Co-author Rusty Tucker
In re Plains Pipeline, L.P., is a suit to adjudicate title to groundwater. Did the trial court err in allowing a party to drill seven test holes on a tank farm? (Spoiler alert: It didn’t.) This decision evaluates an order in a unique civil discovery situation, and the underlying claims exemplify approaches to disputes over groundwater rights.
The parties’ claims
Plains Pipeline entities are oil gathering/storage companies; Winkler Services is a water exploration company. Both claim surface rights to 160 acres in Winkler County.
Plains acquired rights under a lease in 1928 to construct, maintain, and operate oil tanks and pipelines on the land. Plains asserted continuous use of the property in ways sufficient to maintain the lease since 1999 by a tank farm with nine 270,000 barrel storage tanks, 11 high-pressure oil pipelines, an office, and other uses. According to Plains, the Texas Water Code gives a surface lessee the exclusive right to possess and use groundwater beneath the property.
Winkler’s competing claim was based on a previous severance by virtue of a 2014 groundwater lease over 28,000+ acres, Winkler’s undivided surface interest, an implied easement over the surface estate that requires Plains to reasonably accommodate Winkler’s interests, and expiration of Plains’ 1928 lease because the land was not continuously used.
Plains replied: Winkler owns only a contingent future interest in the right to the groundwater; alternatively, if the lease expired Plains acquired lease rights through adverse possession and, if not, Winkler’s drilling activities would be subject to the accommodation doctrine.
After two lengthy hearings, the trial court granted Winkler’s request under TRCP 196.7 for pretrial inspection of the property and allowed Winkler to drill seven test holes on the land. The trial court concluded that Winkler’s request to inspect fell within the scope of discovery, was of minimal interference and burden to Plains, and the necessity of the information to be gleaned from the inspection outweighed any burden to Plains.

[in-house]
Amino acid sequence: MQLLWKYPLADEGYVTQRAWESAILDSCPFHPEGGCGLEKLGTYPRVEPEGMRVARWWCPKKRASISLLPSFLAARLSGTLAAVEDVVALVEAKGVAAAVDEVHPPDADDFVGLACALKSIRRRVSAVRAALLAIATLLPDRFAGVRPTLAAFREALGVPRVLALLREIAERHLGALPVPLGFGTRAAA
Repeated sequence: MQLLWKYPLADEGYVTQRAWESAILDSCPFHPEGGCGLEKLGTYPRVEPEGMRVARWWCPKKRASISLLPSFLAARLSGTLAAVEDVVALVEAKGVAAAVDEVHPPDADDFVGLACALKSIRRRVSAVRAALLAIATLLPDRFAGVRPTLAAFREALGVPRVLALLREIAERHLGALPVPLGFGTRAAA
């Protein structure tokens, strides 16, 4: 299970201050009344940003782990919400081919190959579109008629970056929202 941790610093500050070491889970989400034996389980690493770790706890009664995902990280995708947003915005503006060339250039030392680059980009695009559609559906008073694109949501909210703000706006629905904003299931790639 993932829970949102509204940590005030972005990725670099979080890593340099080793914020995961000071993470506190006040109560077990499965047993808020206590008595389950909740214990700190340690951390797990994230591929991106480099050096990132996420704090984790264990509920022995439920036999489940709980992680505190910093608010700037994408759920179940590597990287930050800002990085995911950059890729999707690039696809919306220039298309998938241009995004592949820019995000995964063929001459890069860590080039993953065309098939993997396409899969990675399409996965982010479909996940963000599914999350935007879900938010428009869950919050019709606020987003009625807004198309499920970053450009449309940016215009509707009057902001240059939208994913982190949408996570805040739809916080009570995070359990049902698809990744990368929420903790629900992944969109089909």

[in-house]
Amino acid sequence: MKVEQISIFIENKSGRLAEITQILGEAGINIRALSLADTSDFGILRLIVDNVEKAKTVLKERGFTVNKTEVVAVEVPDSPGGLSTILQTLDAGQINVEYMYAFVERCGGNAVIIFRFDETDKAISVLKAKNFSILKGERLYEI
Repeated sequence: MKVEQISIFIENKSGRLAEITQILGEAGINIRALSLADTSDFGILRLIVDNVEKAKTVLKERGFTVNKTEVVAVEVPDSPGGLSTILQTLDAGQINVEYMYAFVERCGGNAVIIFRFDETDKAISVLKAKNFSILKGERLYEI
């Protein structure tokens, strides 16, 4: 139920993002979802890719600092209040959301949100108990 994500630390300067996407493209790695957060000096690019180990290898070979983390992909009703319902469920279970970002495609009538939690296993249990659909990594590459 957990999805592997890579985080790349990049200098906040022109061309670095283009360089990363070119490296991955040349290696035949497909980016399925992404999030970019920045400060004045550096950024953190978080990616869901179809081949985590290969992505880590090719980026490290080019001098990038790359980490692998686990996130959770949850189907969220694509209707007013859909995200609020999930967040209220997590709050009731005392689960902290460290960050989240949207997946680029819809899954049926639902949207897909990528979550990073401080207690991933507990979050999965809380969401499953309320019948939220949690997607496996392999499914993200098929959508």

Judicial discretion and the civil procedure rule
A Rule 196.7 order permitting inspection is not an abuse of discretion if the request is relevant; the discovery cannot be obtained from a more convenient, less burdensome, or less expensive source; and the burden of the proposed discovery does not outweigh its likely benefits.
Plains argued that Winkler was not seeking information that was relevant to the issue of who held superior title to the groundwater, and even if the discovery was relevant the trial court failed to properly balance the competing interests.
Winkler asserted the information from the test holes would be relevant for two reasons: if Winkler has title to the groundwater, then Plains as the surface estate holder must accommodate Winkler’s interests; and it will give a more precise estimate of how much groundwater was located on the land.
The trial court was not required to resolve the merits of the title issue in order to resolve a discovery dispute. The court of appeals held that the trial court did not abuse its discretion in finding the test holes were relevant, which is in line with “the bedrock principle” that the scope of discovery is generally within the trial court’s discretion.
The court disagreed with Plains that the information was available without entry onto the property. Plains further argued that drilling the test holes could disrupt its on-going business operations, and potentially the flow of oil owned by third parties due to, for example, a test hole striking a high pressure underground pipeline. The appellate court was not convinced.
The dissent didn’t believe Winkler established that the need for the discovery outweighed the burden inspection would place on Plains.
And today’s musical interlude.